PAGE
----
I know, I know, you're a lie and you kill everyday to make it true. But does this killing actually go on in crematoria? Because, your new video for Alejandro is trying really hard to invoke the Nazis. Ok, sure, whatever. The problem, though, is it's also trying to invoke the end of the world and the very 17th century idea of religious ecstasy. So, you're doing a lot of things. Check.

But, it's not quite Nazis, is it? Just like it's not quite steam punk. Or not quite post-apocalyptic. Or not quite Evita on steroids. Or not quite Counter Reformation with a huge dollop of sex. Truth be told, I feel mostly like the video is just that: not quite.

Also, for a song that is, ostensibly about the complicated relationship everyone feels towards intimacy of the physical stripe, your metaphors of that intimacy could be less...blunt? I mean, isn't the simulated sex that goes nowhere and where you're the dominatrix a bit...obvious?

Don't get me wrong. I like your stuff. And it's interesting. And moderately entertaining to watch. But, I think you ought to be careful. You're almost to the point of de trop. And de trop for Gaga fans is saying a lot.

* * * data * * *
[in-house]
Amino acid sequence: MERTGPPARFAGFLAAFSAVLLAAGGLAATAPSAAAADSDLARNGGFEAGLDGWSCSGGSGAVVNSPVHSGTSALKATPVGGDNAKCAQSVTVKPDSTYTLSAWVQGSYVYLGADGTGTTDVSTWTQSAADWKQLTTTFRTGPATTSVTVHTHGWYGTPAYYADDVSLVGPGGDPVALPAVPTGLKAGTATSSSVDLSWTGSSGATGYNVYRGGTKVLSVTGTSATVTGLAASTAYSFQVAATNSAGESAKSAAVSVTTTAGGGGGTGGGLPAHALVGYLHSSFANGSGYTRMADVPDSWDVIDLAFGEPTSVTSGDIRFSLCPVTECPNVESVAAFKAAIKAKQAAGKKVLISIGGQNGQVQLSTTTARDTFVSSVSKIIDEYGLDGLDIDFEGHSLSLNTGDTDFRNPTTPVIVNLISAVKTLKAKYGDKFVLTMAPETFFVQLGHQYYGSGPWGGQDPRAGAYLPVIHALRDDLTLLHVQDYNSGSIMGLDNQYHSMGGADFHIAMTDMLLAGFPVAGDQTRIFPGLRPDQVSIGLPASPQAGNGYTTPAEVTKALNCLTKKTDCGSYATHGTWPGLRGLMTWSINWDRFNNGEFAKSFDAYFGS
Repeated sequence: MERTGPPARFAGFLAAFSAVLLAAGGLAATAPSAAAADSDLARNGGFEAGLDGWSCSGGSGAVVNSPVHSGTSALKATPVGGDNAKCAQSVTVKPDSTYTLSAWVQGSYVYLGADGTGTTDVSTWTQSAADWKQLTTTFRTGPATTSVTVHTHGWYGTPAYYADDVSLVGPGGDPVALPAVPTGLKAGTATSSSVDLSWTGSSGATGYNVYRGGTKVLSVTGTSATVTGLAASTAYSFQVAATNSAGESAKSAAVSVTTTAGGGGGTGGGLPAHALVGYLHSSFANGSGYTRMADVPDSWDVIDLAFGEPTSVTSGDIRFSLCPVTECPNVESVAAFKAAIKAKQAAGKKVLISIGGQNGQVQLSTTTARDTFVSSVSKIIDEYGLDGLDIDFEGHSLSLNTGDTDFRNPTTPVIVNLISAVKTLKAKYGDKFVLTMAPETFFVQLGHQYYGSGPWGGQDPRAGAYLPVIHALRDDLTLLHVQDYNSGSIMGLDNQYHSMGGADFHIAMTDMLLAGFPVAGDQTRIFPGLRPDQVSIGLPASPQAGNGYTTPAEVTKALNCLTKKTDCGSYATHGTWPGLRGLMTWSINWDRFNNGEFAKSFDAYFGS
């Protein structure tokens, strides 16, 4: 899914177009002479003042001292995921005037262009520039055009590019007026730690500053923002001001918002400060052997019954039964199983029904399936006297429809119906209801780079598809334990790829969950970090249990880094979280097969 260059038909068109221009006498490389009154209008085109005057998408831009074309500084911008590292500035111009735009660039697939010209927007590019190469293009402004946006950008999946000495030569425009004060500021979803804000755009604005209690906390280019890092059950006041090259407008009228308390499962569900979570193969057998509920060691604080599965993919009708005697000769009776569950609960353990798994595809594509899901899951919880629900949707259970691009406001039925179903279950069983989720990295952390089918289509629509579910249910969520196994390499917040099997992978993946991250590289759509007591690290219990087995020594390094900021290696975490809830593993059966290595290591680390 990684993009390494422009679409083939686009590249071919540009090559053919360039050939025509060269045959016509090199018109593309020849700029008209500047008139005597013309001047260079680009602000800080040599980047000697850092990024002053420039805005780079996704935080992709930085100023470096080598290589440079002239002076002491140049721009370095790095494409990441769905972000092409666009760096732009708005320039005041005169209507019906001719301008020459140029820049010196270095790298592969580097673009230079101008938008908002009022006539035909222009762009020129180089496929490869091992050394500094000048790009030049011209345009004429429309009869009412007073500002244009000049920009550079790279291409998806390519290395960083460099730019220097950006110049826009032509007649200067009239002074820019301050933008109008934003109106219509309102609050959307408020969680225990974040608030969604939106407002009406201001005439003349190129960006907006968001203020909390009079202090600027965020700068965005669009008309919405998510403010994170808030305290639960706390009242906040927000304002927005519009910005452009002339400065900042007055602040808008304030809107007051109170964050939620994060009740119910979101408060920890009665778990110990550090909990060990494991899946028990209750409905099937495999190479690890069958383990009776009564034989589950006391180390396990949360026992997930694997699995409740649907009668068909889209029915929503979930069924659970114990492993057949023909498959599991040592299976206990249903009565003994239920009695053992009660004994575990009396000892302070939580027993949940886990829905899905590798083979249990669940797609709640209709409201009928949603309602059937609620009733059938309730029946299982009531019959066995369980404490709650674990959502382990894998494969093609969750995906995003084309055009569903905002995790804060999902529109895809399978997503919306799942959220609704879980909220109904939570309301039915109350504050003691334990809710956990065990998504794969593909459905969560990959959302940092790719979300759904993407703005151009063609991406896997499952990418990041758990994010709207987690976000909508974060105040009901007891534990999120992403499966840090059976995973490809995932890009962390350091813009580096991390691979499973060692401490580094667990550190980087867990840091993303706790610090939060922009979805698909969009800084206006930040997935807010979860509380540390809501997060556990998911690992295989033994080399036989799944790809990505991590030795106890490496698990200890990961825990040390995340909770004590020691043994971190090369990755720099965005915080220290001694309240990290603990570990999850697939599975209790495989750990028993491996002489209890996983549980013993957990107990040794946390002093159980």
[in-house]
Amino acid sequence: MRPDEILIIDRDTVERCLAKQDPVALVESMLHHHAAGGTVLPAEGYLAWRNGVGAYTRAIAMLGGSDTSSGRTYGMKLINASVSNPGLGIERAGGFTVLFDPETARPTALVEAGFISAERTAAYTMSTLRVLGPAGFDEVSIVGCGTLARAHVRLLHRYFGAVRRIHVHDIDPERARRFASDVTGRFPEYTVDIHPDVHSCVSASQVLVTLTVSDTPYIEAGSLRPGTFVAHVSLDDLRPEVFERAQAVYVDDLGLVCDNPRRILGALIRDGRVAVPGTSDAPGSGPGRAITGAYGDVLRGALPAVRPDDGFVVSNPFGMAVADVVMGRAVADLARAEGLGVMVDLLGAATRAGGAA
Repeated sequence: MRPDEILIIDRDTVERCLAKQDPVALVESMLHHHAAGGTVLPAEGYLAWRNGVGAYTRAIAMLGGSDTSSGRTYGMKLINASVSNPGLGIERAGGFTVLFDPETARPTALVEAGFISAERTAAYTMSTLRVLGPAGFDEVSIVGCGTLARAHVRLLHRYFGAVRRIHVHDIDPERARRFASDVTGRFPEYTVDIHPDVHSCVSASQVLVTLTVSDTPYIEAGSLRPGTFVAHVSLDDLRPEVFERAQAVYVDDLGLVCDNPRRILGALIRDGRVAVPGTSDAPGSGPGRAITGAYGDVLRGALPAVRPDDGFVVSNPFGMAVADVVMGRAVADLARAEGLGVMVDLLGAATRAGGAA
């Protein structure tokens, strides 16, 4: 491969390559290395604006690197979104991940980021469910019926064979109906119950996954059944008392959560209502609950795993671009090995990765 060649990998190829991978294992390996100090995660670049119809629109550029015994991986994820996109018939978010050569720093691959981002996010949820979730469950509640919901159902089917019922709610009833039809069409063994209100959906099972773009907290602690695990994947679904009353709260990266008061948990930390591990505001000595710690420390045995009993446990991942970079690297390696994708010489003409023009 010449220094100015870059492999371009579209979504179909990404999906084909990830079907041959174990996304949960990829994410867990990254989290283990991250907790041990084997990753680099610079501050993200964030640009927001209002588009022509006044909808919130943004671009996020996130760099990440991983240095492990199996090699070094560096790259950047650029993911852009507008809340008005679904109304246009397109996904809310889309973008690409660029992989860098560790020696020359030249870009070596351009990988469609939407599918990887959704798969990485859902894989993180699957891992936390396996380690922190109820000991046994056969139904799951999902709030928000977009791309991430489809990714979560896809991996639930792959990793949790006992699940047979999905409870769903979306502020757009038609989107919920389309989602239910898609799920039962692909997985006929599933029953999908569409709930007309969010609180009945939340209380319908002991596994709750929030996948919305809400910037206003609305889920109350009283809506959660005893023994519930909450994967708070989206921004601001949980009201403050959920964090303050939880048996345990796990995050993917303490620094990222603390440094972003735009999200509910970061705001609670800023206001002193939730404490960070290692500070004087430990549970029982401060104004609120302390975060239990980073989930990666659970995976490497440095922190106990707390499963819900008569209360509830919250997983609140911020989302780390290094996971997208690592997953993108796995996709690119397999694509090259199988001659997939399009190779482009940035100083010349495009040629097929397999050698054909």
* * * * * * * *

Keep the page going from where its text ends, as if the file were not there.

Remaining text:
Yes, I know

I often feel like God is very present in my life without being there in a really helpful sense. You know, the same old complaints: unanswered prayers, complicated answers, timing issues, prayers answered in ways we don't like, life that seems tobe heading towards total bliss and ends up falling apart. That sort of thing. Today seemed like a particularly strong day for that.

And then, this evening, He sent me a thunderstorm. I don't mean he sent it specifically for me. But I got to experience it. It was the most amazing display of lightning I've ever seen. But, it wasn't the cloudburst of destruction that brilliance like this can come with. In fact, it was just barely sprinkling. And the thunder was far enough away that it was just a distant rumble. Low and solemn and peaceful.

I can't really do justice to what it looks, sounded and felt like. But, in part, it felt like God picked up and squeezed. Hard. I was in awe. I was comforted. And, as usual, I was reminded that hey, maybe somebody up there is watching out for me.

Ladies and gentlemen of the jury

If you ever want to feel like you obviously live a pretty boring life, you should be involved in a jury selection for a DUI case. I was yesterday, and I learned that I’m actually in a bit of the minority for 1. never having been cited with driving under the influence, 2. not knowing anybody particularly close to me who has, 3. nor knowing anyone who’s been injured by a drunk driver, 4. not discussing in grisly detail the work of my law enforcement relatives (ok, so I don’t even have any law enforcement relatives, so I couldn’t even get to the discussion part) and, 5. (oddly for Utah, I think) belonging to a religion that prohibits the consumption of alcohol.